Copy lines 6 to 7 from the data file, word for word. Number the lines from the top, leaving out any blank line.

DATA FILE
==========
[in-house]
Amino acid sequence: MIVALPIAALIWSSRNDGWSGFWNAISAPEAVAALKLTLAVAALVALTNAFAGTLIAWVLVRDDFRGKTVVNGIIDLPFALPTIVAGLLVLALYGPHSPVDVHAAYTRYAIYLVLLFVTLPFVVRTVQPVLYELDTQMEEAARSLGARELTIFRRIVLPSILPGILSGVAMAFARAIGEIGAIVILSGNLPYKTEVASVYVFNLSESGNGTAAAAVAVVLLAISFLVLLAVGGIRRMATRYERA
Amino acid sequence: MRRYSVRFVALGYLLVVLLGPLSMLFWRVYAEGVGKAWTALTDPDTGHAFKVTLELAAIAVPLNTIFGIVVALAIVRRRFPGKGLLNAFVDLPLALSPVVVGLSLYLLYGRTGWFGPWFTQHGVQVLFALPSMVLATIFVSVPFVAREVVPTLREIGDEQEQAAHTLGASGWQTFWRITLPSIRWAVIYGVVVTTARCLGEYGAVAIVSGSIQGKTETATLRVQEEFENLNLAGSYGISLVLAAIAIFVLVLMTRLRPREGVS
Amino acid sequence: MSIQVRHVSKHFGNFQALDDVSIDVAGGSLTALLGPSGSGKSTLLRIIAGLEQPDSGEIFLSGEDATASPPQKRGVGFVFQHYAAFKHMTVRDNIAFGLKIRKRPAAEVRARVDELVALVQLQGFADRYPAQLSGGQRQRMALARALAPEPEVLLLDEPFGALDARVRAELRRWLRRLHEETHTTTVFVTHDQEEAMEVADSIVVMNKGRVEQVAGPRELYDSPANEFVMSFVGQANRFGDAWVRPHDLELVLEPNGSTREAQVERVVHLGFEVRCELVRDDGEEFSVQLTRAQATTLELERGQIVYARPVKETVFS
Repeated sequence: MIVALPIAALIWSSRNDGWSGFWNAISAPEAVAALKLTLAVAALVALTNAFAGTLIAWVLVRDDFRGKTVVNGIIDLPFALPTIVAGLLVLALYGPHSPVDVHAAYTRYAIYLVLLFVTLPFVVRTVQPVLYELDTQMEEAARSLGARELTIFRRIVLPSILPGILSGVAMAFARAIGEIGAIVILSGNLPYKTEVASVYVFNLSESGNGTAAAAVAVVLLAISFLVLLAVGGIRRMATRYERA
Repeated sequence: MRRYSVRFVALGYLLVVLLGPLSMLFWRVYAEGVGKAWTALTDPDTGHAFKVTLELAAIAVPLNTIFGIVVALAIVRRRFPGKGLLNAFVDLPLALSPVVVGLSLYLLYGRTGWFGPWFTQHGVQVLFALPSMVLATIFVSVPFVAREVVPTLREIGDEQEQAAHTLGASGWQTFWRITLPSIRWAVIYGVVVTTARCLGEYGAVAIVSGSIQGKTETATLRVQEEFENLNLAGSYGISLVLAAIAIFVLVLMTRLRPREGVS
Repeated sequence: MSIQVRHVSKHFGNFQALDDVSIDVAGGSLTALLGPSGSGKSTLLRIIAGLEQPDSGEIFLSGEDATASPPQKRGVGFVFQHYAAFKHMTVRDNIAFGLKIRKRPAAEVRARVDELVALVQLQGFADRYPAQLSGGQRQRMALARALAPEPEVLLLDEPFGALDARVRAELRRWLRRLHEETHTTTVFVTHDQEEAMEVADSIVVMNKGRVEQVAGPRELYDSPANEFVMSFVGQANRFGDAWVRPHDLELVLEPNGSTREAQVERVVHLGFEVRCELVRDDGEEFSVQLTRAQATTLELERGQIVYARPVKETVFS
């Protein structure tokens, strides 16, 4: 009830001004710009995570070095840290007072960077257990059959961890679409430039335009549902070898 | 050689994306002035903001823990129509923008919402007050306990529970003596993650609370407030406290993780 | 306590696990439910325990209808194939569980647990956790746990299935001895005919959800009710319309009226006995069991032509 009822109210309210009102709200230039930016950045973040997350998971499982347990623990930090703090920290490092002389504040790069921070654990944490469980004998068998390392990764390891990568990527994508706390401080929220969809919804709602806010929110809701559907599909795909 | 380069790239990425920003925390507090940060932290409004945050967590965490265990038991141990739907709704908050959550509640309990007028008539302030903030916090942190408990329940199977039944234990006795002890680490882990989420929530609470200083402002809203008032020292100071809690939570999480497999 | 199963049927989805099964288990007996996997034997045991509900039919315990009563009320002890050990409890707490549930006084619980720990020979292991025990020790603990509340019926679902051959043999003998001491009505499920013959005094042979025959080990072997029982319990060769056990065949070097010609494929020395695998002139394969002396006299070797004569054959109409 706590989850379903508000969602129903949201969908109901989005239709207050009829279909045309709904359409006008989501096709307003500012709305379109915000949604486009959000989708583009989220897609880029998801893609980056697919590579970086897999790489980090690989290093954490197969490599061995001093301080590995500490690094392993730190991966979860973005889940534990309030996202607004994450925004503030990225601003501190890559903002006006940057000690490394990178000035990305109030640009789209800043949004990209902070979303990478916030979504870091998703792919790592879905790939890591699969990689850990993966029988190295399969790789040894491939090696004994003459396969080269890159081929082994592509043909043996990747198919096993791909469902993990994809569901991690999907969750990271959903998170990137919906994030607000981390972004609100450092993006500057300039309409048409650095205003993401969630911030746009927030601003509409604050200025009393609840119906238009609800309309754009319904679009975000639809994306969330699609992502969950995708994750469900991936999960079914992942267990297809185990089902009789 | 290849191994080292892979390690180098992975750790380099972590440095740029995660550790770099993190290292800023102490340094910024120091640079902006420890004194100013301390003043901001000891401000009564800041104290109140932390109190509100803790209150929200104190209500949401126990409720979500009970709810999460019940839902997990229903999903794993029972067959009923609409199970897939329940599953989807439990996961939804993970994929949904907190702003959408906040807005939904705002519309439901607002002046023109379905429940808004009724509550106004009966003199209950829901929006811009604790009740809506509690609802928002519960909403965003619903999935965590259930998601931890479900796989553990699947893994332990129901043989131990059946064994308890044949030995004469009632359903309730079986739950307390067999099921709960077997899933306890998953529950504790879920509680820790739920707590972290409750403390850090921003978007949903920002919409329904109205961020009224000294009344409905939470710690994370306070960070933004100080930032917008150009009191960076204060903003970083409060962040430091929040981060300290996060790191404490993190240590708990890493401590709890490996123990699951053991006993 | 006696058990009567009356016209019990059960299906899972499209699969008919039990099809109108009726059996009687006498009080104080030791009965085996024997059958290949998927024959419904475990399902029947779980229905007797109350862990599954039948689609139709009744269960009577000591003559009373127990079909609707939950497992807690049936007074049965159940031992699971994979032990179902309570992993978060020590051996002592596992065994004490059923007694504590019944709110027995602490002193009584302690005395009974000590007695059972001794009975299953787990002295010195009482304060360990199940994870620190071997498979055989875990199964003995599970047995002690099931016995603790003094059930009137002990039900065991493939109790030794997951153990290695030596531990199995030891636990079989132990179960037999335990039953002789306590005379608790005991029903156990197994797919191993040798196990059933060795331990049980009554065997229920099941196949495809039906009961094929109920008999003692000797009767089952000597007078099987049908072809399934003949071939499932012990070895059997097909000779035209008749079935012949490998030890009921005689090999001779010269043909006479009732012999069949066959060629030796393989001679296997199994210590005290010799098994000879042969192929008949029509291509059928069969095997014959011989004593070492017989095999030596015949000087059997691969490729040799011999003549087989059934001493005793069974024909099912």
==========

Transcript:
Repeated sequence: MRRYSVRFVALGYLLVVLLGPLSMLFWRVYAEGVGKAWTALTDPDTGHAFKVTLELAAIAVPLNTIFGIVVALAIVRRRFPGKGLLNAFVDLPLALSPVVVGLSLYLLYGRTGWFGPWFTQHGVQVLFALPSMVLATIFVSVPFVAREVVPTLREIGDEQEQAAHTLGASGWQTFWRITLPSIRWAVIYGVVVTTARCLGEYGAVAIVSGSIQGKTETATLRVQEEFENLNLAGSYGISLVLAAIAIFVLVLMTRLRPREGVS
Repeated sequence: MSIQVRHVSKHFGNFQALDDVSIDVAGGSLTALLGPSGSGKSTLLRIIAGLEQPDSGEIFLSGEDATASPPQKRGVGFVFQHYAAFKHMTVRDNIAFGLKIRKRPAAEVRARVDELVALVQLQGFADRYPAQLSGGQRQRMALARALAPEPEVLLLDEPFGALDARVRAELRRWLRRLHEETHTTTVFVTHDQEEAMEVADSIVVMNKGRVEQVAGPRELYDSPANEFVMSFVGQANRFGDAWVRPHDLELVLEPNGSTREAQVERVVHLGFEVRCELVRDDGEEFSVQLTRAQATTLELERGQIVYARPVKETVFS